Physical activity and the knowledge necessary to maintain one's body are essential to the optimal growth and development of a child. Physical Education is an integral component of the total educational process, providing planned experiences that are instrumental in the social, physical and mental development an individual.
Through the nature and the discipline of the program, students acquire skills that promote and strengthen self-concept, cooperation within a group, and a respect for varying levels of ability. These skills enable an individual to choose lifelong constructive physical activities and habits, allowing each child to reach his or her potential as a contributing member of society.


Within all cultures, religion has served functions that include, but are not limited to providing people with a sense of heritage and a link with the past; providing a sense of origin, destiny and a bridge to the future; accounting for the supernatural; providing a sense of belonging and meaning for life; and establishing expectations and standards for behavior.

Canterbury School was founded in the Christian tradition, upholding its principles and practices as most fully demonstrated in the life and teachings of Jesus Christ. In this context, Canterbury's religion curriculum seeks to provide an environment in which students may come to understand for themselves the principles of the Christian faith and their implications in their daily lives, learn of and experience Jewish and Christian traditions, and develop an understanding of and respect for the diverse heritage and faiths of others.


Science is both a body of organized knowledge and explanations subject to change and modifications germane to the scientific method, and a dynamic process implying activity – a search for knowledge and explanations. Science education should reflect a balance between these two qualities of science.

The world in which we live in is becoming increasingly shaped by and dependent on science and technology, thus mandating that science education should continue to stay current in the uses of technology and prepare all students to become scientifically literate in order to participate knowledgeably in this complex world of the 21st century.

Many issues surrounding science and technology are not value-free, and thus science education should provide students with the necessary information to make intelligent decisions concerning real-world ethical, environmental and economic issues.


Social Studies is the study of people as social beings in their historical, cultural and geographical context, an examination of the social, political and economic structures in which the students live.

The social studies curriculum introduces students to that body of knowledge and those skills that will help them understand the affairs of their community, country and world. A democratic society and an increasingly interdependent world call for students to develop insights and skills necessary to comprehend controversial issues and make responsible choices about their own relationship to and involvement in society.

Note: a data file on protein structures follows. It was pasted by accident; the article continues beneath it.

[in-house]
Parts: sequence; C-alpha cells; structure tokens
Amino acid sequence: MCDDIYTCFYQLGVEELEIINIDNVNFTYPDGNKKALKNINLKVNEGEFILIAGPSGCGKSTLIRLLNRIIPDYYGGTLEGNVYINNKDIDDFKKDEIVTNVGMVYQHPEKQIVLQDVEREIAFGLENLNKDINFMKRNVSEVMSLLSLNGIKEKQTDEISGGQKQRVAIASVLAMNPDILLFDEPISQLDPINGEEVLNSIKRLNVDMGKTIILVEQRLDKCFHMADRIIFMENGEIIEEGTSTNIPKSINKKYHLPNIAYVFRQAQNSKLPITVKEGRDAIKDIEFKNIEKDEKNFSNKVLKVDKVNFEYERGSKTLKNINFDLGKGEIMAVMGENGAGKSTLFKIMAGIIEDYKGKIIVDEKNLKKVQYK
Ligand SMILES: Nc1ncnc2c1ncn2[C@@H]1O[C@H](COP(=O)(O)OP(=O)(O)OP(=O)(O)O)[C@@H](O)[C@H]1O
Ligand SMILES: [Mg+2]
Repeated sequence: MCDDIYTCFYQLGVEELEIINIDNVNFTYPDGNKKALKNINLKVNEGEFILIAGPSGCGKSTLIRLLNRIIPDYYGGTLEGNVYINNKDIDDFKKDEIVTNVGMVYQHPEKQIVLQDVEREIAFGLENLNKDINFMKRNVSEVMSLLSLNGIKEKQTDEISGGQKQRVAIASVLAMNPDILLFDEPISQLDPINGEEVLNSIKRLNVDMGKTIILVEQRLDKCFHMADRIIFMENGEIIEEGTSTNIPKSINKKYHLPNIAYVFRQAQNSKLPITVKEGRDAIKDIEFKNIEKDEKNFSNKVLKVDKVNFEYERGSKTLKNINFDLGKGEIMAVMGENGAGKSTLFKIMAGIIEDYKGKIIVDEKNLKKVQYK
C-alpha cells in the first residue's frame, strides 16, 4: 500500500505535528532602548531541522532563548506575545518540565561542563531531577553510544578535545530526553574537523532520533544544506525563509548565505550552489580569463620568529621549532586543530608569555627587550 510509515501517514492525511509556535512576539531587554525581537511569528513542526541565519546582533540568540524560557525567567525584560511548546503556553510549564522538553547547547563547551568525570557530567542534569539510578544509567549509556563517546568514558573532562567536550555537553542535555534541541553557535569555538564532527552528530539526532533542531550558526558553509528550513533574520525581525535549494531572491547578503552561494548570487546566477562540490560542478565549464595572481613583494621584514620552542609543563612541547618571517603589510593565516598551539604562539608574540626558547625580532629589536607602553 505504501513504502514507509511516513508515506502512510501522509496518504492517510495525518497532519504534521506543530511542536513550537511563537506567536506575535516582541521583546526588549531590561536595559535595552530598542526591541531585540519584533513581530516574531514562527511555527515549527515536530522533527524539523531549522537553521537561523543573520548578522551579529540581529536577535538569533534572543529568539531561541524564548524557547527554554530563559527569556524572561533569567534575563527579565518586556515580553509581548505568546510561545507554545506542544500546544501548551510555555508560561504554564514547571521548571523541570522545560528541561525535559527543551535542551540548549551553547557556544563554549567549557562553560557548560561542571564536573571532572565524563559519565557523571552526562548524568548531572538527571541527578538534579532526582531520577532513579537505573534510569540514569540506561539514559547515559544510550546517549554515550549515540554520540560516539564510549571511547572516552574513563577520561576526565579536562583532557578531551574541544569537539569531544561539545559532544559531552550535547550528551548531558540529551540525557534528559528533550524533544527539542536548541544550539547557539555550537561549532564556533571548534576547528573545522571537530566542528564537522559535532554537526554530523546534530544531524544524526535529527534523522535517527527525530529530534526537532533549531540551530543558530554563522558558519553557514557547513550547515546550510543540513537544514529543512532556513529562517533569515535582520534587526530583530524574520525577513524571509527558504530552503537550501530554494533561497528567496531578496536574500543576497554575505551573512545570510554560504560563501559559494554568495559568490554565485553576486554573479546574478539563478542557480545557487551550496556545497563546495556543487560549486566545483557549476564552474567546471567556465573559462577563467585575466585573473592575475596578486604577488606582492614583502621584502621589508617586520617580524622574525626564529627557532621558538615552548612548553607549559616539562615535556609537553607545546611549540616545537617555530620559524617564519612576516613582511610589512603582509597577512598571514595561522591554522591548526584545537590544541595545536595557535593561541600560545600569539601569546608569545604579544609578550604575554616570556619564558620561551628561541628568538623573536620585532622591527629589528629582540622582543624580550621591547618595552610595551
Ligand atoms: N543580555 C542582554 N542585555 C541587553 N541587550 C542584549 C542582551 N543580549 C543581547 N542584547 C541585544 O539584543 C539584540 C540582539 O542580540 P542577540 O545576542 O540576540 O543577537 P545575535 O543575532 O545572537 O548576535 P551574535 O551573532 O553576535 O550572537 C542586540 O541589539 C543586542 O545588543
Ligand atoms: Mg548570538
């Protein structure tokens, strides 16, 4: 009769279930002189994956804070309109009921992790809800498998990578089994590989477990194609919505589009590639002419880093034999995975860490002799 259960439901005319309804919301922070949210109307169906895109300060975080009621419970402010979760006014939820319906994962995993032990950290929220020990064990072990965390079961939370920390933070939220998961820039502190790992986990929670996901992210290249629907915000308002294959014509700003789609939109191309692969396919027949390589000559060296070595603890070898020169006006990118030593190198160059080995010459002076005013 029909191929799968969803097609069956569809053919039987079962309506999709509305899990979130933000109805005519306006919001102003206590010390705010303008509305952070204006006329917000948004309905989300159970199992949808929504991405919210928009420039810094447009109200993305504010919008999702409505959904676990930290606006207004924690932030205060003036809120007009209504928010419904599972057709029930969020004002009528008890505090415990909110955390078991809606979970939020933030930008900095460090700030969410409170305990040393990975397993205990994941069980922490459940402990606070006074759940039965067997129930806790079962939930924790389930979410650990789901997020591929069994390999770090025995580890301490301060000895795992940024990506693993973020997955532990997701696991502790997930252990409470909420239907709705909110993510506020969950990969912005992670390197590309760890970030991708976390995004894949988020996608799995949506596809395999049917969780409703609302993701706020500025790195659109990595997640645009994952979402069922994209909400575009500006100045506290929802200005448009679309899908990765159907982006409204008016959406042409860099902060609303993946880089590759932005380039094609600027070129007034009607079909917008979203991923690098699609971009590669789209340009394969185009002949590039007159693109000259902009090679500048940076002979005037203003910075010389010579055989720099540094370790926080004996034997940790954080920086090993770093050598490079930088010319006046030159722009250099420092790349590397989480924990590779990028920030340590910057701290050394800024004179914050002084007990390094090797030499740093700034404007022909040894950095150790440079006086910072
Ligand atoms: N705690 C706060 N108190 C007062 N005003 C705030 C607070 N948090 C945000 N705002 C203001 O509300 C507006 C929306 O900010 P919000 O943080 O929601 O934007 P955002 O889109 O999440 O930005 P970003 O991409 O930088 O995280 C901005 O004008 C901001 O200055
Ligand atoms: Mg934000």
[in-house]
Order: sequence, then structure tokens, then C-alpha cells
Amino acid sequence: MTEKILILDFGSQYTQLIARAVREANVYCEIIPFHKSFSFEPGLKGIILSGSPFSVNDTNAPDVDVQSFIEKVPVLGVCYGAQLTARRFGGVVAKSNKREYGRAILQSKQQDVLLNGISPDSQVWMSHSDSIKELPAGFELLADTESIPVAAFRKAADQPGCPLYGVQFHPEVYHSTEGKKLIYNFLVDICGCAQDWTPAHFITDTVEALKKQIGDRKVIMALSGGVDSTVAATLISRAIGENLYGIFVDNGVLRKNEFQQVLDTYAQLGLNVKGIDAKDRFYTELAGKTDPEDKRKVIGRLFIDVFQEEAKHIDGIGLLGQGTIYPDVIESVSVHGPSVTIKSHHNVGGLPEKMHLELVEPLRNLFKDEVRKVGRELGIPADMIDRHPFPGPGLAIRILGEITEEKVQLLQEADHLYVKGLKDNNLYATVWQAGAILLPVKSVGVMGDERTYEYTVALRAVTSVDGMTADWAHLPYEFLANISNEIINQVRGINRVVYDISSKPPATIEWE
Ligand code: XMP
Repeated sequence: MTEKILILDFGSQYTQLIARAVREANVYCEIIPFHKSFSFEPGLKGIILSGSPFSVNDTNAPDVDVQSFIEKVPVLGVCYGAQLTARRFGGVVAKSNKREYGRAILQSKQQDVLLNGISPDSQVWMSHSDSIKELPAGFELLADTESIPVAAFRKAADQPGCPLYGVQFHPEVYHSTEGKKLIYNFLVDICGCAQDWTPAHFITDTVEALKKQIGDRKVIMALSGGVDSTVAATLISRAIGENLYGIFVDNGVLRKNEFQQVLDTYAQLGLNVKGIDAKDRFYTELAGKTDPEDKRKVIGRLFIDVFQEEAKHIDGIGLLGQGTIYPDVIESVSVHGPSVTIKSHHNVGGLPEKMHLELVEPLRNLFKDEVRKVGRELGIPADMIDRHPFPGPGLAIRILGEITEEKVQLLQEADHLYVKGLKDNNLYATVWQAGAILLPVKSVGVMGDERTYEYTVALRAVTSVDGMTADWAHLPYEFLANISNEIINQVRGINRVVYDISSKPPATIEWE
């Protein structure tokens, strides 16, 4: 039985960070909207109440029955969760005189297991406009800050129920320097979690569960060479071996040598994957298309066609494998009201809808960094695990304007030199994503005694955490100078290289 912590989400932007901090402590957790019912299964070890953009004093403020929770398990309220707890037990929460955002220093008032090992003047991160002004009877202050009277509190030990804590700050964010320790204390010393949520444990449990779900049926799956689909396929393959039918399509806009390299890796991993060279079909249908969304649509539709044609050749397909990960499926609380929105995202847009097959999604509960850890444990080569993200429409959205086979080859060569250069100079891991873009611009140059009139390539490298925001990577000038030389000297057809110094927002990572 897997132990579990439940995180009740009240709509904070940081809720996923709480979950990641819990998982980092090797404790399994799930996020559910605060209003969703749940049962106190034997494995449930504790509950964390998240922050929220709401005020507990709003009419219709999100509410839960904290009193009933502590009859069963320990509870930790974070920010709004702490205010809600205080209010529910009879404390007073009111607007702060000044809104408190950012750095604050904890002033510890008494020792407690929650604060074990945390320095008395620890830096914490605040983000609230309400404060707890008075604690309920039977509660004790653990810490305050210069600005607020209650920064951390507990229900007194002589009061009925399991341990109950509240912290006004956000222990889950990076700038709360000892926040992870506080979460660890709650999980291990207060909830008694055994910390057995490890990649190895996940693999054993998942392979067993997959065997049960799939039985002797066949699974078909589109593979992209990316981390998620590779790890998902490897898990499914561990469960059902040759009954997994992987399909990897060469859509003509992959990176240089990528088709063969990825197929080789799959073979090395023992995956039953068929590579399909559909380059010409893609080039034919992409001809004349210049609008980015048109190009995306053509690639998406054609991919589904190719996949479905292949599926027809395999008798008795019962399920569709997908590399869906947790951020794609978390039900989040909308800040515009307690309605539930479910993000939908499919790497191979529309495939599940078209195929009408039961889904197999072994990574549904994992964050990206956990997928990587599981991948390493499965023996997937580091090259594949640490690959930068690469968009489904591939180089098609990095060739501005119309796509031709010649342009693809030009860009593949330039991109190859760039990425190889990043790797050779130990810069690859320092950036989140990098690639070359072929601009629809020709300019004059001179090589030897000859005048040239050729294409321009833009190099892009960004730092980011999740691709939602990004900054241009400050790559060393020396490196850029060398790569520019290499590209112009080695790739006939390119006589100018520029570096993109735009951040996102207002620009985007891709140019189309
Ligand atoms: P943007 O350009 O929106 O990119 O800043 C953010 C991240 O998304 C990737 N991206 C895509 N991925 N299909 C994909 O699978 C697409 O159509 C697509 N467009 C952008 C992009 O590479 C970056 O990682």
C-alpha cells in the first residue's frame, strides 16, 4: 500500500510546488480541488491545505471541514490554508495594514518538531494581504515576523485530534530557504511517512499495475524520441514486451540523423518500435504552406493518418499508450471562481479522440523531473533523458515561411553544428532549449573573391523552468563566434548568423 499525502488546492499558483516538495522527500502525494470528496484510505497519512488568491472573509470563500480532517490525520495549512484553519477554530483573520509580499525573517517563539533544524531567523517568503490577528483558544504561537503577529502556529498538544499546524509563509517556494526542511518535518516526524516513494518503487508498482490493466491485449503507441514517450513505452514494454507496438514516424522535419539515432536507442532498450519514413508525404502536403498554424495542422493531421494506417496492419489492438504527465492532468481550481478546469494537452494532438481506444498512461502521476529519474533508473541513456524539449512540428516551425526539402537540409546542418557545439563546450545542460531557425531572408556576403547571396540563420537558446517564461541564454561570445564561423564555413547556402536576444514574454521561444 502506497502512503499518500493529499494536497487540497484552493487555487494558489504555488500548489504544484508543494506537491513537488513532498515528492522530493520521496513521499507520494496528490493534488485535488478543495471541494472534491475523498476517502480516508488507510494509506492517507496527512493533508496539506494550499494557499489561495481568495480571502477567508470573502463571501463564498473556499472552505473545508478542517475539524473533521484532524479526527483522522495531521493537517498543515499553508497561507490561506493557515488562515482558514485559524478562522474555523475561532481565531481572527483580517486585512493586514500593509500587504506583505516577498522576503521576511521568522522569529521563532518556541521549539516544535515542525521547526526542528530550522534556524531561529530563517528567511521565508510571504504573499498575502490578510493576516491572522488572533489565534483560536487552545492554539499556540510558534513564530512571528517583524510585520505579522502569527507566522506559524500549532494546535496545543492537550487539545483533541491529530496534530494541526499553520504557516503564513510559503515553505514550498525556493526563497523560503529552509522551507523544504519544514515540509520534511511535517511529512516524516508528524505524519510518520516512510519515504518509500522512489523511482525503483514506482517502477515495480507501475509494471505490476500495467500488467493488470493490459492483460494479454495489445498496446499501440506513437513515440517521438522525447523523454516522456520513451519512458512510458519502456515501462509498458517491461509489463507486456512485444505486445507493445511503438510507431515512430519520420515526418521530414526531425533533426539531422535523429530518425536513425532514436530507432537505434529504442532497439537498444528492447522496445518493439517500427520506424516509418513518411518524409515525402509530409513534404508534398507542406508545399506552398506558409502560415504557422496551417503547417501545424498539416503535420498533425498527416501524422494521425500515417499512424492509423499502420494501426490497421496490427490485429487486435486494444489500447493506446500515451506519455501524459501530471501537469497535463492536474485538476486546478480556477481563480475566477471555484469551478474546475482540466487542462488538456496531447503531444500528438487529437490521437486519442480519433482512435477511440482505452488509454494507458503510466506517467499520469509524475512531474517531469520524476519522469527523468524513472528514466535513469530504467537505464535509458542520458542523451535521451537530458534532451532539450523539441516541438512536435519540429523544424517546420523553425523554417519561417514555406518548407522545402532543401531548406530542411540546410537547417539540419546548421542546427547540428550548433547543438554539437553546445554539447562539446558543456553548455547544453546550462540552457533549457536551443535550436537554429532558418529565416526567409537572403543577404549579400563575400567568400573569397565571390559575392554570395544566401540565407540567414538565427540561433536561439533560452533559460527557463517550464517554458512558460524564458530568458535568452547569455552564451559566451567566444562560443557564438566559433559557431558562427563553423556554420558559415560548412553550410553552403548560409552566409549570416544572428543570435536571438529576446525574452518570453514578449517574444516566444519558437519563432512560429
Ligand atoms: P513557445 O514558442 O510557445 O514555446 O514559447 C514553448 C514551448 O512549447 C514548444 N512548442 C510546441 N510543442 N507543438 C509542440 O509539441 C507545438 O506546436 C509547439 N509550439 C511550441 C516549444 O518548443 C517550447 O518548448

I have learned so much from my teacher this year in Social Studies! I really enjoyed the Europe unit and loved working on the PowerPoint project that we each presented to the class on the European country of our choice.

Sixth Grader, Mrs. McFarland's Social Studies Class


The influence of computers on human life and on the development of our culture will continue to increase in the years ahead. Students should be prepared to cope with and contribute to this trend.Technology is a powerful information tool, and to use that tool students must understand and master the many possibilities for its use.
In addition to the use of a computer as a tool, the study of programming fundamentals can help to illustrate the nature of software and expand the power of critical thinking by presenting opportunities and procedures for problem solving. Computer literacy and the foundations of computer science are therefore important components of contemporary education.
The Lower School technology curriculum introduces and then builds on the skills necessary to use technology as a learning tool and begin to master basic, lifelong skills. Students are then able to apply these skills to other applications, regardless of the application format, and they learn to adapt to new technologies as they are introduced to them.
Students use a variety of devices including lab computers, wireless laptops and iPods to explore topics in English, science, social studies, math, foreign language and fine arts. In addition, students use Lego robots, sensors and other devices to learn about control technologies and robotics.
The Middle School technology curriculum is designed to allow all students to become knowledgeable and confident in the use of the technology and software available in all aspects of their educational development. The computer and accompanying hardware and software are seen as tools to be used in the educational process. To get the most out of these tools students must master the basics and be exposed to the possibilities they can create using these tools.
The High School lab and classrooms use computers running Windows and/or Linux. Computers are available in the computer lab, the library, and in several faculty classrooms in order to promote integration of technology into the curriculum. Apple laptops are used in the Fine Arts department for computer and music composition. In addition, wireless laptops and tablets are used for class activities and are available for student use in the library subject to availability.
Additionally, all High School students have opportunities to learn the basic computer skills and knowledge they will need to effectively use computers as learning and productivity tools. To that end, it is a graduation requirement that all High School students successfully complete a one term basic computer skills course (usually taken as part of the 9th grade program) or a basic programming course. Beyond this, courses in more advanced areas of computer study are offered as electives, including College Computer Science and Advanced Projects in Computer Science.